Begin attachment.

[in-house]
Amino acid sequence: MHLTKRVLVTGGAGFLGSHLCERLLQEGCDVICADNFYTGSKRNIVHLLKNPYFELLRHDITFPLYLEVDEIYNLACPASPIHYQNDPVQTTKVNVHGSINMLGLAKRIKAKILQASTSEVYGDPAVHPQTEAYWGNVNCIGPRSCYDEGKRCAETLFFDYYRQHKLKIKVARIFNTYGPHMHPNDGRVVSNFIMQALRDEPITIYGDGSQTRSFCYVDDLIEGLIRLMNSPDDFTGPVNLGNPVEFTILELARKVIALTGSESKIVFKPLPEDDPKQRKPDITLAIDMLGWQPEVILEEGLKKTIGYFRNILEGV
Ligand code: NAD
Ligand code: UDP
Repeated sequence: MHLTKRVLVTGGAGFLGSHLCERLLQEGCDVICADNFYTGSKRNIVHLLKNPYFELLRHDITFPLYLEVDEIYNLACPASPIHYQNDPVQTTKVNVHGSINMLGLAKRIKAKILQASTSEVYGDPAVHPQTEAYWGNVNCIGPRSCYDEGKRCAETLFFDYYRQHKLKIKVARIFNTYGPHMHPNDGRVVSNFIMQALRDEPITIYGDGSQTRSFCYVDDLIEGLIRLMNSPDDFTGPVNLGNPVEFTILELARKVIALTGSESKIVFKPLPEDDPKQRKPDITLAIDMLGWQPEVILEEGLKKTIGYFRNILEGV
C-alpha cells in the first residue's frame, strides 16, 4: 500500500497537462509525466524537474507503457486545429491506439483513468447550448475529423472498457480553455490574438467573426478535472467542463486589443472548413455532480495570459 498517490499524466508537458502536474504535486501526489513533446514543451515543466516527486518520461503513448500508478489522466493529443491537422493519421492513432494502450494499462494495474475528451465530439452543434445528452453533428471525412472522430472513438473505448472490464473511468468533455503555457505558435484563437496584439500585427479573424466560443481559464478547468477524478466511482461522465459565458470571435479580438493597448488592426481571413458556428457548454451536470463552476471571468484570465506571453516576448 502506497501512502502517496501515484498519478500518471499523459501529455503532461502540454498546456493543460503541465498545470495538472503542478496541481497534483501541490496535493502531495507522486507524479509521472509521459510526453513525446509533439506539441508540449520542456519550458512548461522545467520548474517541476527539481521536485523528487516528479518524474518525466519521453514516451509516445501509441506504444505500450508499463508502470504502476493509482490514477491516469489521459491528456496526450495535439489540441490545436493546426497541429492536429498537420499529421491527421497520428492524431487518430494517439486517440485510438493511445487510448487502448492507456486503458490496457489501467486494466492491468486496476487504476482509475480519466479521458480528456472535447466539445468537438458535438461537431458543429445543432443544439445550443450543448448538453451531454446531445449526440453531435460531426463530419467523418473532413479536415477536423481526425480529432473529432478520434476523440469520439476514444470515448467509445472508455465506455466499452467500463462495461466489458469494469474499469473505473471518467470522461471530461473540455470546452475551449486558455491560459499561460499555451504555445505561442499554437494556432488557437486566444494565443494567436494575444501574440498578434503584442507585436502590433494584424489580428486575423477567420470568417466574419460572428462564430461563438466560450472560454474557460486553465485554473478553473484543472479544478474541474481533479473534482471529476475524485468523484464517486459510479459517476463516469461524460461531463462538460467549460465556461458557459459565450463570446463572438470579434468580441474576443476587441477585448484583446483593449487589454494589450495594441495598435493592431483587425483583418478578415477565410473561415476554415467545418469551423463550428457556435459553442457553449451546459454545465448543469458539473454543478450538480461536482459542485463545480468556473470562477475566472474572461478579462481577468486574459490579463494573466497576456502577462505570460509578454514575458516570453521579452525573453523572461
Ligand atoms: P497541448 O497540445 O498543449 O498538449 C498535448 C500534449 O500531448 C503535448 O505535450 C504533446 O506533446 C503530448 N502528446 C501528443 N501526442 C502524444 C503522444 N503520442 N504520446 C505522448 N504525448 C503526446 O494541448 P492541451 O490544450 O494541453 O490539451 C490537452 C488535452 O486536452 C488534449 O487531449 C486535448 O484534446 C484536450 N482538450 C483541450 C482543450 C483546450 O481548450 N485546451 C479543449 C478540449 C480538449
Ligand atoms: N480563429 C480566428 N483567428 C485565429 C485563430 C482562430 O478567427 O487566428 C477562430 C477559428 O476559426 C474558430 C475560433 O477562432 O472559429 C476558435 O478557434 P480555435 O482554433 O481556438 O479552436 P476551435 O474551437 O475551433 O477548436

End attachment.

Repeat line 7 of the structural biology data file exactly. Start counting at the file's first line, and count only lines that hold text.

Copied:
Ligand atoms: P497541448 O497540445 O498543449 O498538449 C498535448 C500534449 O500531448 C503535448 O505535450 C504533446 O506533446 C503530448 N502528446 C501528443 N501526442 C502524444 C503522444 N503520442 N504520446 C505522448 N504525448 C503526446 O494541448 P492541451 O490544450 O494541453 O490539451 C490537452 C488535452 O486536452 C488534449 O487531449 C486535448 O484534446 C484536450 N482538450 C483541450 C482543450 C483546450 O481548450 N485546451 C479543449 C478540449 C480538449